High grade surface osteosarcoma
High grade surface osteosarcoma is a rare, usually aggressive osteosarcoma
arising from the surface of the bone. Most commonly affected site is the femur, followed by humerus and tibia. The tumour presents as a partially mineralised surface mass extending into the soft tissues. The underlying cortex is generally partially destroyed, and periosteal new bone is commonly present at the periphery of the tumour. Tumours vary in consistency depending upon whether they are predominantly osteoblastic, chondroblastic, or fibroblastic. However, all tumours invariably have "soft" areas in them, a feature which helps to separate them from parosteal osteosarcomas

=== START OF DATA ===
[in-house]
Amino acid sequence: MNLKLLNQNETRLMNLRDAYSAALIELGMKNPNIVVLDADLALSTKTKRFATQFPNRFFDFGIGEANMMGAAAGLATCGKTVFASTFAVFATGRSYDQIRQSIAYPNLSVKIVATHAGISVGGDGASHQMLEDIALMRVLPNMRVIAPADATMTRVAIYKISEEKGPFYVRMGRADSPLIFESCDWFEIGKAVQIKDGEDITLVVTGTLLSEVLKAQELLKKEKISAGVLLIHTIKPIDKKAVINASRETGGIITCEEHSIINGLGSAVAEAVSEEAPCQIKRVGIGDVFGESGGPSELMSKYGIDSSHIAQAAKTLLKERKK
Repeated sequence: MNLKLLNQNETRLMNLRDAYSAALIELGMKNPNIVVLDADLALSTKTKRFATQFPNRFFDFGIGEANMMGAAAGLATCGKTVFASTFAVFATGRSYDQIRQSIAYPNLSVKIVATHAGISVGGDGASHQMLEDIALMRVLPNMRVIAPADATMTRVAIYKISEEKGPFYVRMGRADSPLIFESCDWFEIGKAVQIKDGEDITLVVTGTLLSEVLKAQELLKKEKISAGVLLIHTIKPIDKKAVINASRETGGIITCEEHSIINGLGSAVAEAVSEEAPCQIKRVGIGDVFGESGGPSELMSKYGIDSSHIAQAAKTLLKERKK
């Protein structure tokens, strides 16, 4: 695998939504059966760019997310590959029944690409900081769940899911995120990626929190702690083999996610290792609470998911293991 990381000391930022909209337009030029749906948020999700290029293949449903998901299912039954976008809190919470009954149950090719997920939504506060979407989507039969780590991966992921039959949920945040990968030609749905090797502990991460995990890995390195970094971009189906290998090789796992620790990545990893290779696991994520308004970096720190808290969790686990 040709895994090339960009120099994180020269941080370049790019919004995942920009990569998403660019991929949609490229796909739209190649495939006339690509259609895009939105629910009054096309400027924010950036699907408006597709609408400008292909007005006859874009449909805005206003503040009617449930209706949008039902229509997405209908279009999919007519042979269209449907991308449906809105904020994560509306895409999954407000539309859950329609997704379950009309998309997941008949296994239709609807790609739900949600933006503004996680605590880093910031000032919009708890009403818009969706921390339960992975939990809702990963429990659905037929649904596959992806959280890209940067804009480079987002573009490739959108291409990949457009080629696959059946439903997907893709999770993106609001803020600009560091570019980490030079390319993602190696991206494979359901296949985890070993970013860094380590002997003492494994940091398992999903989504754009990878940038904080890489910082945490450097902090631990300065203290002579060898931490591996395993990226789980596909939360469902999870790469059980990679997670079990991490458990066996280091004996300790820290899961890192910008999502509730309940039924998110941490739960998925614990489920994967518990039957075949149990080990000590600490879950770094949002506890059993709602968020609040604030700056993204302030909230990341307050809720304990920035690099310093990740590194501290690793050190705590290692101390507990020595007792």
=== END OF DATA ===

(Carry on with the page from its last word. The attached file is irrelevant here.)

. Additional distinguishing characteristics are high grade cytological atypia and lace-like osteoid as seen in conventional osteosarcoma, and the absence of low grade tumour regions.
High grade surface osteosarcoma has a peak incidence in the second decade of life, with a slight predilection for males. Individual response to chemotherapy is a major prognostic factor
Fletcher CDM, Unni KK, Mertens F (Eds.)
World Health Organization Classification of Tumours. Pathology and Genetics of Tumours of Soft Tissue and Bone.
IARC Press: Lyon 2002